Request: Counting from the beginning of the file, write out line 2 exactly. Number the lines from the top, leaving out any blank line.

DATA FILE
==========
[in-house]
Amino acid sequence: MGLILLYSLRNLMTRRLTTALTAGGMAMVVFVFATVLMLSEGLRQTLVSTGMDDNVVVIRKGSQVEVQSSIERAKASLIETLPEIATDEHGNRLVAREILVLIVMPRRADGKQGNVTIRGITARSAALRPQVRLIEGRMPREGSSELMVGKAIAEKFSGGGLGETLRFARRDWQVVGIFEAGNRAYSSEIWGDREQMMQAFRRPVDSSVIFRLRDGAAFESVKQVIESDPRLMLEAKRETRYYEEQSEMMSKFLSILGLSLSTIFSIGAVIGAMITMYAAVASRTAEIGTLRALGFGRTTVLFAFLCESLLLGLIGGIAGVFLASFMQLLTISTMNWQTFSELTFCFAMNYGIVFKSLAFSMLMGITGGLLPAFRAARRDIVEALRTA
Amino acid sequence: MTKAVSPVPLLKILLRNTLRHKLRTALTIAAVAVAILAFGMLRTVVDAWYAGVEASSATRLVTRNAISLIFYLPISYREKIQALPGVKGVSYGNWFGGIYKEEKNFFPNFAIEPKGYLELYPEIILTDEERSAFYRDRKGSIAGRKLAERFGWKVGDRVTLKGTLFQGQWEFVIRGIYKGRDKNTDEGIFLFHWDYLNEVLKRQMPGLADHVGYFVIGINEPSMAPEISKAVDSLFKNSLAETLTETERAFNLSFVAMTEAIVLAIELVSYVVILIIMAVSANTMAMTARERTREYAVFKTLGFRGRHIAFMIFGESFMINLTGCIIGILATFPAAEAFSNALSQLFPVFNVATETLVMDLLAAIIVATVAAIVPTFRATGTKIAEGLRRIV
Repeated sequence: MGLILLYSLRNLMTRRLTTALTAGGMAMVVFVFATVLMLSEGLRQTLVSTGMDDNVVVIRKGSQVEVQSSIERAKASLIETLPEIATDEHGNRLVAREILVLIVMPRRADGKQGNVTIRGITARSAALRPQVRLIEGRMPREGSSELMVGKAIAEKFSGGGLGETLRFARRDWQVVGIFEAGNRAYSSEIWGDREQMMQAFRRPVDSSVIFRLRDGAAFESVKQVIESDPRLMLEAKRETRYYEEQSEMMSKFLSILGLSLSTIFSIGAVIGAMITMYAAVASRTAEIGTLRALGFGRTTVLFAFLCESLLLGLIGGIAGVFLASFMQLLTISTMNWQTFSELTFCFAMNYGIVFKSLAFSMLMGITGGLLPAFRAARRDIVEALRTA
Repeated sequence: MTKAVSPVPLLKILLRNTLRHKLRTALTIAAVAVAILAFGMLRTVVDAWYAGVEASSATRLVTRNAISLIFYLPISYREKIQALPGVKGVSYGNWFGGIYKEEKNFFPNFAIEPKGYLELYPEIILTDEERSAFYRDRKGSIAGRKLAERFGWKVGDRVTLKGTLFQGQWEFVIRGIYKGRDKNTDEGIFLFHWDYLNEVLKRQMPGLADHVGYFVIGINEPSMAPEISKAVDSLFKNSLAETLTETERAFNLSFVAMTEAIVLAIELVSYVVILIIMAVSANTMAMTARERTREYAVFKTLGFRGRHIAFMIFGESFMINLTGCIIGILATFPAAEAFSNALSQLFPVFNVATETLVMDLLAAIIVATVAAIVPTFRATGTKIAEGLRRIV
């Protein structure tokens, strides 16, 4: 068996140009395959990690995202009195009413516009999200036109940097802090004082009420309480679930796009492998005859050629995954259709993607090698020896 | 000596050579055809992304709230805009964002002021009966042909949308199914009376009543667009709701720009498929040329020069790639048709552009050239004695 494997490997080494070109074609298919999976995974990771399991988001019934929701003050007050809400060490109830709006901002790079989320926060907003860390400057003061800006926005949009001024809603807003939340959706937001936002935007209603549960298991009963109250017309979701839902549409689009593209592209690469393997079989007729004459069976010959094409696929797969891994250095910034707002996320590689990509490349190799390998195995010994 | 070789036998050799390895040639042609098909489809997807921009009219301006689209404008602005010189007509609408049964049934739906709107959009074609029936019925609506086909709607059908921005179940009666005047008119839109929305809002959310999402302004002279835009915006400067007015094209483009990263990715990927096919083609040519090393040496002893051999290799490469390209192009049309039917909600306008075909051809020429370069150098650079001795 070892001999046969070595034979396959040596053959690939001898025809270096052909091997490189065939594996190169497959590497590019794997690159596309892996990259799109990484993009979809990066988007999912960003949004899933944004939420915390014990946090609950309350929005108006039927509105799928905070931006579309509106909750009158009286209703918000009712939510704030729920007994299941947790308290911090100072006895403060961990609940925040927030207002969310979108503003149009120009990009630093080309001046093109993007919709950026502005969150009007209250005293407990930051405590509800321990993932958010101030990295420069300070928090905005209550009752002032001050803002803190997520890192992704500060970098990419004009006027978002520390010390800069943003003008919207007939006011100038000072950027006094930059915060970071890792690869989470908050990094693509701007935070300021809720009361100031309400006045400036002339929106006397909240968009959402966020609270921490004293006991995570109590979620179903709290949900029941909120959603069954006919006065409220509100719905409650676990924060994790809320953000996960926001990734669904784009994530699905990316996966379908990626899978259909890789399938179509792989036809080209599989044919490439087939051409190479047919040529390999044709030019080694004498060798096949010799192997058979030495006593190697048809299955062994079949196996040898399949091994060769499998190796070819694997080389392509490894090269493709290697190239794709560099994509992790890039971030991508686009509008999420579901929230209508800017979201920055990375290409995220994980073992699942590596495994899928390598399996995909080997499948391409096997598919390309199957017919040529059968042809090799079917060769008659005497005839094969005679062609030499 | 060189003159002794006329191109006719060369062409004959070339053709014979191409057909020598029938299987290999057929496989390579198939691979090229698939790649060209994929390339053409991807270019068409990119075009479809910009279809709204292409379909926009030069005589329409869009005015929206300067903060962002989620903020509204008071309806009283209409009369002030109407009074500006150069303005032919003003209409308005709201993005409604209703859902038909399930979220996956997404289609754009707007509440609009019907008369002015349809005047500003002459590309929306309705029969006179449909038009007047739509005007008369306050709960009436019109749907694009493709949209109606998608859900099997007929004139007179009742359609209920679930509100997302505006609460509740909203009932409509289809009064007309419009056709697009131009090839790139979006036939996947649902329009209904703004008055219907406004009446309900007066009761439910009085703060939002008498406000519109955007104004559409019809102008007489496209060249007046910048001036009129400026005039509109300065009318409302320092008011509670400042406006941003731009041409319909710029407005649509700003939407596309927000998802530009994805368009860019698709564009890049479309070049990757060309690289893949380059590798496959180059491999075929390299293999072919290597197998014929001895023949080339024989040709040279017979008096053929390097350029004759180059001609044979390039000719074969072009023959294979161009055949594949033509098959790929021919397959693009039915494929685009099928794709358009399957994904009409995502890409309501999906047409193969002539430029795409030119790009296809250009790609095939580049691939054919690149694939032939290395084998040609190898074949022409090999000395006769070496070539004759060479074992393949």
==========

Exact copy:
Amino acid sequence: MGLILLYSLRNLMTRRLTTALTAGGMAMVVFVFATVLMLSEGLRQTLVSTGMDDNVVVIRKGSQVEVQSSIERAKASLIETLPEIATDEHGNRLVAREILVLIVMPRRADGKQGNVTIRGITARSAALRPQVRLIEGRMPREGSSELMVGKAIAEKFSGGGLGETLRFARRDWQVVGIFEAGNRAYSSEIWGDREQMMQAFRRPVDSSVIFRLRDGAAFESVKQVIESDPRLMLEAKRETRYYEEQSEMMSKFLSILGLSLSTIFSIGAVIGAMITMYAAVASRTAEIGTLRALGFGRTTVLFAFLCESLLLGLIGGIAGVFLASFMQLLTISTMNWQTFSELTFCFAMNYGIVFKSLAFSMLMGITGGLLPAFRAARRDIVEALRTA